# Stanford University Statistical Learning Quiz Answer | Support Vector Machines

**Stanford University Statistical Learning Quiz Answer |**

**Support Vector Machines**

In this article i am gone to share Stanford University Statistical Learning Quiz Answer | Support Vector Machines with you..

**Optimal Separating Hyperplanes Quiz**

### 9.1.R1

**If beta is not a unit vector but instead has length 2, then sum_{j=1}^p beta_j X_j is**

- twice the signed Euclidean distance from the separating hyperplane sum_{j=1}^p beta_j X_j = 0

- half the signed Euclidean distance from X to the separating hyperplane*

- exactly the signed Euclidean distance from the separating hyperplane

**Support Vector Classifier Quiz**

### 9.2.R1

**If we increase C (the error budget) in an SVM, do you expect the standard error of beta to increase or decrease?**

- Increase
- Decrease

**Feature Expansion and the SVM Quiz**

### 9.3.R1

**True or False: If no linear boundary can perfectly classify all the training data, this means we need to use a feature expansion.**

- True
- False

### 9.3.R2

**True or False: The computational effort required to solve a kernel support vector machine becomes greater and greater as the dimension of the basis increases.**

- True
- False

**Example and Comparison with Logistic Regression Quiz**

### 9.4.R1

**Recall that we obtain the ROC curve by classifying test points based on whether hat f(x) > t, and varying t.**

**How large is the AUC (area under the ROC curve) for a classifier based on a completely random function hat f(x) (that is, one for which the orderings of the hat f(x_i) are completely random)?**

- 0.5

**SVM in R Quiz**

in this problem, you will use simulation to evaluate (by Monte Carlo) the expected misclassification error rate given a particular generating model. Let y_i be equally divided between classes 0 and 1, and let x_i in mathbb{R}^{10} be normally distributed.

Given y_i, x_i sim N_{10}(0, I_{10}). Given y_i = 1,x_i sim N_{10}( mu, I_{10}) with mu = (1,1,1,1,1,0,0,0,0,0).

The notation just means its a ten-dimensional Gaussian distribution; you can use the mvrnorm function in the MASS package to help generate the data. Now, we would like to know the expected test error rate if we fit an SVM to a sample of 50 random training points from class 1 and 50 more from class 0. We can calculate this to high precision by 1) generating a random training sample to train on, 2) evaluating the number of mistakes we make on a large test set, and then 3) repeating (1-2) many times and averaging the error rate for each trial.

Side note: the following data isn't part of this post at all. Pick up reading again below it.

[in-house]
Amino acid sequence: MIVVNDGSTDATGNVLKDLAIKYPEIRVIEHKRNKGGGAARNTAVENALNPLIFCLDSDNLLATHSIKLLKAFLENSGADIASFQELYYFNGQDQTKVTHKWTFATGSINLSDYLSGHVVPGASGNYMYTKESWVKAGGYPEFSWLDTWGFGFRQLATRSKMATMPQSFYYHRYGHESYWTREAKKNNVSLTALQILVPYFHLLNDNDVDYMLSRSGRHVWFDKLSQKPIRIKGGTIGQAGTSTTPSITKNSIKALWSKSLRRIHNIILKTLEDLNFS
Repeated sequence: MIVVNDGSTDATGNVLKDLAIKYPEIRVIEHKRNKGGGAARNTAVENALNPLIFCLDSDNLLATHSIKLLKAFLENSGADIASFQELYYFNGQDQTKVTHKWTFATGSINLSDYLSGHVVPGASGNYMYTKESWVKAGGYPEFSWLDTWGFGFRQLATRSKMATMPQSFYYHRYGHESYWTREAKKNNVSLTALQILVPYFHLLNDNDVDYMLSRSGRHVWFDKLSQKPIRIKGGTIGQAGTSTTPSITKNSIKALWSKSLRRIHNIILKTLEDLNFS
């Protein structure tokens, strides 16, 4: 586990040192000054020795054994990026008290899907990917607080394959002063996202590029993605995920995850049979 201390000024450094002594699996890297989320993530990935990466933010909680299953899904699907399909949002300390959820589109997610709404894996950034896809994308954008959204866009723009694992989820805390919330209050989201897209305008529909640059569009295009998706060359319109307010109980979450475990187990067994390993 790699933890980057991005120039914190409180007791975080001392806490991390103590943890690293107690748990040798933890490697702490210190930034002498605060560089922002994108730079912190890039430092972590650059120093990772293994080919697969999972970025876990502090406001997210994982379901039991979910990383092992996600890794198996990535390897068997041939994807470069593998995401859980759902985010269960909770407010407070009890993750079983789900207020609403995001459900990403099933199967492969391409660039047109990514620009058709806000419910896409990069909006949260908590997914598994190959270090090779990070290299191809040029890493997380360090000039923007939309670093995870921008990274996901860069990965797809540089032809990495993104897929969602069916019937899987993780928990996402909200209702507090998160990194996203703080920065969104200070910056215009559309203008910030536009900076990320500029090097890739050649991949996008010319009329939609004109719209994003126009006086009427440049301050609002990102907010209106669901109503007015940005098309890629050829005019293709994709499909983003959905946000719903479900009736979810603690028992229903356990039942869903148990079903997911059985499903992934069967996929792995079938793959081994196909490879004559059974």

Aside: in real life don’t know the generating distribution, so we have to use resampling methods instead of the procedure described above.

For all of the following, please enter your error rate as a number between zero and 1 (e.g., 0.21 instead of 21 if the error rate is 21%).

### 9.R.1

**Use svm in the e1071 package with the default settings (the default kernel is a radial kernel). What is the expected test error rate of this method (to within 10%)?**

- 0.16350

### 9.R.2

**Now fit an svm with a linear kernel (kernel = “linear”). What is the expected test error rate to within 10%?**

- 0.15791

### 9.R.3

**What is the expected test error for logistic regression? (to within 10%)**

**(Don’t worry if you get errors saying the logistic regression did not converge.)**

- 0.15750

**Chapter 9 Quiz**

### 9.Q.1

**Suppose that after our computer works for an hour to fit an SVM on a large data set, we notice that x_4, the feature vector for the fourth example, was recorded incorrectly (say, one of the decimal points is obviously in the wrong place).**

**However, your co-worker notices that the pair (x_4,y_4) did not turn out to be a support point in the original fit. He says there is no need to re-fit the SVM on the corrected data set, because changing the value of a non-support point can’t possibly change the fit.**

**Is your co-worker correct?**

- Yes

- No